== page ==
Your competitors are adopting additive, are you?

By Glen White
According to Forbes, 68% of survey respondents forecast that their spending on 3D printing will increase in 2015, and the Harvard Business Review report...

According to Forbes, 68% of survey respondents forecast that their spending on 3D printing will increase in 2015, and the Harvard Business Review reported that projections have industrial-grade 3D printer sales rising while the range of printable materials continues to expand (May 2015 Feature Article). Great, so why is additive manufacturing getting all the attention today? It’s simple, as additive technology (3D printing) has matured, the benefits for commercial and industrial applications are not only becoming more recognizable, forward thinking companies are already leveraging the technology to gain a competitive edge.

Additive what?

To understand some of the benefits of additive technology we need to start by providing some context. Let’s start with traditional manufacturing technology. When someone says “traditional manufacturing” they are almost always referring to subtractive processes on a large scale; machining or injection molding. Machining is a subtractive process where cutting tools are used to remove material from stock (metals, plastics, woods) to produce a finished part. The more complex a part, the more machining operations required; often requiring more than one machine. It’s not uncommon for many parts to visit two or three machines before they are completed. Injection molding is different.

Injection molding is a process where precision molds, usually machined out of hard metals such as tool steel, are used to provide form to material, usually plastics that are heated and injected into the molds, and then rapidly cooled and ejected. Injection molding has transformed the use of plastics as the go-to-material for everything from consumer electronics (radios, remote controls, music players) to medical devices (blood glucose meters, AEDs, heart monitors) to automotive components (dashboards, seats, trim) to household appliances and utensils. This list goes on, just look around the house and office to see how many items you use on a daily basis are made of plastic – almost all of it was injection molded. But, it all starts with machined molds.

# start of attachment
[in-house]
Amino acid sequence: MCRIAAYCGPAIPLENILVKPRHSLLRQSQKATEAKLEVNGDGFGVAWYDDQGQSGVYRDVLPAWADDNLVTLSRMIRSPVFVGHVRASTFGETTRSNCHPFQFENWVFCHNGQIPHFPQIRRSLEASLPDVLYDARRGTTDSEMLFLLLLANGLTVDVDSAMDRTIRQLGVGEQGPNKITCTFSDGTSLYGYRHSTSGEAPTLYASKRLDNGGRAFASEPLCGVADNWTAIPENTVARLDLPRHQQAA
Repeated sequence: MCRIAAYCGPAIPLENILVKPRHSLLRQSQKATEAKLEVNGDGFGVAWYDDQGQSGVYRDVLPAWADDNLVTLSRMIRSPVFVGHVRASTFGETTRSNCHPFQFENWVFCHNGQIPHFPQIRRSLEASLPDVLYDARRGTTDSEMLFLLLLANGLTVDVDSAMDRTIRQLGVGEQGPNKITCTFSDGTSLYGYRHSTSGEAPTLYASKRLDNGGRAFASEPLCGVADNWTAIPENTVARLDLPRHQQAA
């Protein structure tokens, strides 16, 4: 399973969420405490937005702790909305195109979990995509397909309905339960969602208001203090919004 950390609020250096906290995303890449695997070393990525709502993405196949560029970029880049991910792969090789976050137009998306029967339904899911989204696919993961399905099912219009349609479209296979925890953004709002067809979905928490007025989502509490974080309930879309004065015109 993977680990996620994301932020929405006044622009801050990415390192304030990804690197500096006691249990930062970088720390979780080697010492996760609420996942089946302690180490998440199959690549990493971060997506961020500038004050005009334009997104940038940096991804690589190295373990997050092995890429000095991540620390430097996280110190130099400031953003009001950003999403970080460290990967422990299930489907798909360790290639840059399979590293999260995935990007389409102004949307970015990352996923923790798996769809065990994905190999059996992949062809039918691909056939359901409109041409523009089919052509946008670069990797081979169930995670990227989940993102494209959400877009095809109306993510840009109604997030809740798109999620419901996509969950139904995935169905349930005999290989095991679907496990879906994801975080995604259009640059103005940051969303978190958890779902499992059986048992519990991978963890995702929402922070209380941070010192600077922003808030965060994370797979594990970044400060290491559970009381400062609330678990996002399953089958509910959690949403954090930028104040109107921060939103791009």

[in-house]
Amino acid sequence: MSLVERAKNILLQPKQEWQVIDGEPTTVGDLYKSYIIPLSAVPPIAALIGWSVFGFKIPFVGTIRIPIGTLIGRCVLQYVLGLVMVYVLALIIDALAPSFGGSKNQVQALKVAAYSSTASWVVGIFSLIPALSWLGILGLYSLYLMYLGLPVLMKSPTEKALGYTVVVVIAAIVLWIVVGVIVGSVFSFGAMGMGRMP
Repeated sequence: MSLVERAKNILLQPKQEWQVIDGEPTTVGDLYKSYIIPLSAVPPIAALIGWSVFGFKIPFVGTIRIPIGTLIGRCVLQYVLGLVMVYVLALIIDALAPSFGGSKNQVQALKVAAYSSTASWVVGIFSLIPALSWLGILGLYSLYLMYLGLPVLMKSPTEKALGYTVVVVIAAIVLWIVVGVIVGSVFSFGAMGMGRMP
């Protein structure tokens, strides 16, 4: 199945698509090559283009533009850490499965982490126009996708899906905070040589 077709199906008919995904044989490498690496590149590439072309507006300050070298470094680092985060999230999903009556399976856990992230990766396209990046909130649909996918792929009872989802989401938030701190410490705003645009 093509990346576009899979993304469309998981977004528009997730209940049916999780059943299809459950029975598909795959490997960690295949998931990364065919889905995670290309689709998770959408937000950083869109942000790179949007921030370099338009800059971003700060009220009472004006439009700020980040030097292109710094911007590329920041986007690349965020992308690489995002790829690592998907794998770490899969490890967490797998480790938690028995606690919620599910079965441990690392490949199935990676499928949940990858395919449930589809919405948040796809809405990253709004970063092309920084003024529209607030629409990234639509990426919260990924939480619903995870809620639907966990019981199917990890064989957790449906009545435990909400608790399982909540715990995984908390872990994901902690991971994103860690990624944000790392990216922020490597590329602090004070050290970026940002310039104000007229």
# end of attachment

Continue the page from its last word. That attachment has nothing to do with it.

Additive technology is exactly the opposite of machining, and does not require the tooling required with injection molding. With additive technology, or 3D printing, layers of material (thermoplastics, metals, paper, and even biomaterials) are added, layer by layer, until a finish part is produced. Unlike subtractive technologies where a tool must be able to reach into the stock to remove the material and produce features, additive is not limited by the length of a cutting tool or the capabilities of a machining center (how many axis it has, for example). Thus, with additive there is not “tax” for complexity. This allows a part with complex shapes and features that would normally be difficult or impossible to machine or mold, such as hidden channels or closed chambers, to be produced with a simple button click. It really is that simple. When you combine additive technology and scale, you get additive manufacturing, or AM. Take it one step further, and significantly reduce human intervention through automation, and you have Direct Digital Manufacturing, or DDM. Now, if you really want to understand why companies are quickly adopting additive technology and why AM, and DDM, are beginning to factor into how companies actually design and produce products, it helps to understand the economics behind the technology.

The Economics of Additive

The economics of traditional manufacturing are pretty well understood and accepted. The more parts you produce, the less you pay per part. As you can see in Fig. 1, with traditional manufacturing  there are typically high upfront costs, especially for single prototypes and limited production runs. When it comes to machining, regardless of how many parts you are going to produce, you still have to schedule machine time, set up the machine(s), and run the parts. Unless a contract manufacturer (job shop) specializes in prototypes and short run production, most suppliers try to avoid low volume jobs – or charge a healthy premium to do the work (again, refer to Fig. 1). For injection molding the costs are even greater. Because a mold is required that means someone has to machine the mold(s). Most molds require an initial investment starting in the tens of thousands of dollars, and can quickly reach $100k as part size and complexity increases. Accordingly, when it comes to machined and injection molded parts, companies have to produce large quantities if they want to justify these upfront charges and reduce unit costs.